You are probably wondering about the fish.
The fish are part of a small side project the lab is working on in the city of Kesenuma. You probably saw it on the news. It's the city that had a massive boat sitting on a street instead of in the water.
The city is struggling to recover after the tsunami. Not just because the houses were swept away, but because the fishing economy that once stood at the center of the area is also gone. Ironically, not because there are no fish. There are fish to be caught, and even boats to catch them, but it turns out that a fishing economy is not entirely about the fish. A good chunk of it is about processing the catch, and that entire infrastructure was also swept away with the homes. Did I mention that the entire region has dropped about a meter into the ocean?
What it means is that even as they rebuild their homes and get the boats out onto the water, there is no infrastructure to take the catch. The fridges and the factories were destroyed utterly, and the sewage system is now lower than the ocean. So it is going to take some time to get back on their feet and the fear is that by the time that happens the economy will have moved somewhere else.
So, the mayor has decided to hold a festival to help with morale and to celebrate what has been achieved (there have been victories too after all). Japan is a nation of festivals. Every village has one at least once a year, and this one is important because the community wants to imagine a future that contains some of the traditions of the past.
Which explains the fish. The community asked us to think of something that kids could be involved in and that would be cheap to put together and somehow symbolic and fun. The students in the lab came up with using the laser cutter to make a small school of fish that could be assembled by children to make a simple arch. It's a cute idea. Perfect for Japan.
This is completely a side project, entirely independent of the studio, run by the lab of my teaching partner, Yasushi Ikeda, whose specialty is digital fabrication. A topic that many on this site have shown some amounts of passion, both for and against. This time the arguments are different.
The typical computer driven installation is abstract and I suppose also self-contained. This time we have fish. Which changes things completely, doesn't it?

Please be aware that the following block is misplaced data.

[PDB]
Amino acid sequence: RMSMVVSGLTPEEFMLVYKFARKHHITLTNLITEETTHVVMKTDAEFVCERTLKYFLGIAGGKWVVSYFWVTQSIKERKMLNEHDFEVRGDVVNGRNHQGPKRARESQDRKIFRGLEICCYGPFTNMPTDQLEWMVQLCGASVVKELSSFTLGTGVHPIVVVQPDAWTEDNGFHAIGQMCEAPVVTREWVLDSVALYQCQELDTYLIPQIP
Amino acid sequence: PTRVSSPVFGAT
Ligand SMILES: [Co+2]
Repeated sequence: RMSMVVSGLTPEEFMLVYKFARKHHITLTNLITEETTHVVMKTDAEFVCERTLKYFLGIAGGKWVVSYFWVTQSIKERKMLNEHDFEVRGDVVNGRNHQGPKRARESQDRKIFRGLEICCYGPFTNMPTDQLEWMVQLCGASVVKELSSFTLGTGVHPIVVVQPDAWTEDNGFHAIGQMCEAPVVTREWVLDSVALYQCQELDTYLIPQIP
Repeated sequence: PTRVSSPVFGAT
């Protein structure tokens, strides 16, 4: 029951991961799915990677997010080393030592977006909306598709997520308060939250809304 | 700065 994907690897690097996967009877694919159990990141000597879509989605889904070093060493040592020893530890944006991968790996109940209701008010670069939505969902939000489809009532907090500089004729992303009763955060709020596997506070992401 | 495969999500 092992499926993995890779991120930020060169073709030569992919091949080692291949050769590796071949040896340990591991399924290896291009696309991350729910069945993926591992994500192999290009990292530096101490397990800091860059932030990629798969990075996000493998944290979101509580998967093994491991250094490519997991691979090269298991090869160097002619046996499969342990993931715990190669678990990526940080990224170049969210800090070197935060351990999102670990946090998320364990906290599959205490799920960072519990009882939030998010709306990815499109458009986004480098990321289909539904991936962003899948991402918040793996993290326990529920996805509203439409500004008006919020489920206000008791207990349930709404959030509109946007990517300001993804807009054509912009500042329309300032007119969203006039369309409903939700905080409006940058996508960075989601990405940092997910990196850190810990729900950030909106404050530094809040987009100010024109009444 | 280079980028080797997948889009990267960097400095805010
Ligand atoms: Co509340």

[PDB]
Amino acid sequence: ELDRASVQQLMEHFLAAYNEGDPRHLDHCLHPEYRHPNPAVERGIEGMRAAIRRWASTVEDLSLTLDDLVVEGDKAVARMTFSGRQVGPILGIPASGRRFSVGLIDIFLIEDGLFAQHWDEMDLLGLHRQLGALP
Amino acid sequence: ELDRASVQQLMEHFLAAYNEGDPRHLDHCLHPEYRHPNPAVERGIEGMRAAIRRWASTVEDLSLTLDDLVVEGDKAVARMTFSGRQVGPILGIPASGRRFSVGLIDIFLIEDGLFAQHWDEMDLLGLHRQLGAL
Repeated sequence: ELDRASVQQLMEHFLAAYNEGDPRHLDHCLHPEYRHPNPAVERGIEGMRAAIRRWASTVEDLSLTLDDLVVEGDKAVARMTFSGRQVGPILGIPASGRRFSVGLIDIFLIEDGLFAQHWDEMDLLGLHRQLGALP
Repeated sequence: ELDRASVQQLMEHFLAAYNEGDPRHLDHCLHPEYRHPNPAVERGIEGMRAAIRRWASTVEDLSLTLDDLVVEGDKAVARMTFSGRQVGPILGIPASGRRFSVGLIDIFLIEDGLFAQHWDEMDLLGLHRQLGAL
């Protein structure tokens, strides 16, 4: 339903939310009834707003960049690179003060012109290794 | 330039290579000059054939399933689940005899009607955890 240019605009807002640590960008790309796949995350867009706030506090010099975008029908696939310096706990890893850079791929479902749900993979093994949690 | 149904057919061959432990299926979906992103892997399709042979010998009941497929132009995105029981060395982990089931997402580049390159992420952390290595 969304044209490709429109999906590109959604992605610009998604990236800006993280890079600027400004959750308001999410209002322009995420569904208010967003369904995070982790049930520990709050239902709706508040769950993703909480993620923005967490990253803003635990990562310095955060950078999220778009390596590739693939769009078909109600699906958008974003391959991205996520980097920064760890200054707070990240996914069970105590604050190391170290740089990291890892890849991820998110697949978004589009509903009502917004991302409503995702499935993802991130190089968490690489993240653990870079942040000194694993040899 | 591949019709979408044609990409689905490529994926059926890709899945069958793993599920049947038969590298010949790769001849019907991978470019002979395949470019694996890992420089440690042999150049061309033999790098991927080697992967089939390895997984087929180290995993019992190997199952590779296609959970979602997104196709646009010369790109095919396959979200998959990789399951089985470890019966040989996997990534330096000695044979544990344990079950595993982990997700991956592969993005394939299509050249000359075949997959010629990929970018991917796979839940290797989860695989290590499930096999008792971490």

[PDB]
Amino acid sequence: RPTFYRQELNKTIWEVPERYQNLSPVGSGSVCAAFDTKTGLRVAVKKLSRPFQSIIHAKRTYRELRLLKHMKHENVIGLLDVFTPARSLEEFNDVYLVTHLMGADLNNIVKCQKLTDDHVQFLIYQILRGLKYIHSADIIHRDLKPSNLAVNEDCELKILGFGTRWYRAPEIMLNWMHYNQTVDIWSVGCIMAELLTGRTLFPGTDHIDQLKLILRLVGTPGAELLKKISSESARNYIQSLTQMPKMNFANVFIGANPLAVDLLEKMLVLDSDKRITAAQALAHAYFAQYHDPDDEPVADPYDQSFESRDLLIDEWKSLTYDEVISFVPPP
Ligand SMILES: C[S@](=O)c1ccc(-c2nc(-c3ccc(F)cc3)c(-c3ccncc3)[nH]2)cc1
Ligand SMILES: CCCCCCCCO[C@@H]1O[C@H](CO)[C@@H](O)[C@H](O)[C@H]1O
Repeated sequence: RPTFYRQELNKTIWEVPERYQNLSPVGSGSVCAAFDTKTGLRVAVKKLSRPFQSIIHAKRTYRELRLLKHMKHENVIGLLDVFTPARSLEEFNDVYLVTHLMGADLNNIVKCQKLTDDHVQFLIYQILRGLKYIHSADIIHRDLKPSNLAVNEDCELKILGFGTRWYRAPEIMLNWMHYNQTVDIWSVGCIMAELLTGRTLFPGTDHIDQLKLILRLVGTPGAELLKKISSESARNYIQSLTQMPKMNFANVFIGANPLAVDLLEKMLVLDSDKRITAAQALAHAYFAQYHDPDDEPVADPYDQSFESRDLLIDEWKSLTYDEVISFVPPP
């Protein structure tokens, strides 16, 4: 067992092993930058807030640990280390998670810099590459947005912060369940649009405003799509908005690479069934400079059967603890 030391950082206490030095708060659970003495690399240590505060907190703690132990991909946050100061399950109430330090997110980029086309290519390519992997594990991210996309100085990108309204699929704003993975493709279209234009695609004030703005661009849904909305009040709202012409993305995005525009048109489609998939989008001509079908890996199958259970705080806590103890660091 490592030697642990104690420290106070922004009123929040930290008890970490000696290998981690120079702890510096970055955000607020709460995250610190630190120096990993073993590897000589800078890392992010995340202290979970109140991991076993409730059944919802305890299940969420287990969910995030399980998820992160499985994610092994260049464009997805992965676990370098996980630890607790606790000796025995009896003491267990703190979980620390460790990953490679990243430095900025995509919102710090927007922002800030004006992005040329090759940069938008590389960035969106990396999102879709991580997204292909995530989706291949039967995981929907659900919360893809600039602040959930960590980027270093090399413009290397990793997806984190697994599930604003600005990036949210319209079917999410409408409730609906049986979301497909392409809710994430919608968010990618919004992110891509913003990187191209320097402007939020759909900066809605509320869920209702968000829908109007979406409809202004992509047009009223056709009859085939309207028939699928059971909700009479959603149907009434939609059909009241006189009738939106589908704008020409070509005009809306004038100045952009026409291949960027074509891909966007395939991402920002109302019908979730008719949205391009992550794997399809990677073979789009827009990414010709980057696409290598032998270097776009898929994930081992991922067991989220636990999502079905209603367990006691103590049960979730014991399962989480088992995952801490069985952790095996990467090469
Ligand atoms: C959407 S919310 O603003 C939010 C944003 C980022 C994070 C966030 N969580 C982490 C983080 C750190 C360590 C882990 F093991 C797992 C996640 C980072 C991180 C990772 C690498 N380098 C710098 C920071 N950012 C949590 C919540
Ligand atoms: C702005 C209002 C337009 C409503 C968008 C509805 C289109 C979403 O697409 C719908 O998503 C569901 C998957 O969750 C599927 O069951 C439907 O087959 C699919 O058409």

Last week the students tested the structural system to be sure it works, then put half the arch on display for students and folks from around the campus to write messages on at the local university festival, which was a great success.
On August 11 and 12 we will head up to Kesenuma and join the festival there and the local kids will put together the completed arch and hopefully have a good time.
Sometimes with digital fabrication it is enough to make the 3d model and never let the result leave the computer. This time is different. It's just a small side project, put together in stolen minutes, but for all that it feels like something that will be enjoyed by the community in Kesenuma, and appreciated too.
We are also tackling the larger problems. Well that is, as much as any architect can. But for the short term we have fish.
Next post I will try to show some of the students' progress in the studio.
update: the above was featured in inhabitat website, end of july 2011
keio university's architecture program is probably the best kept secret in the country. Hidden away on a campus an hour from tokyo the curriculum is wide open and connected to a campus-wide project aimed at dealing with climate change and innovation. students of economics can take courses in architecture and vice versa but we all are expected to take part in real projects somewhere in the world. there are a few starchitects on the faculty but mostly we are focused on making a difference.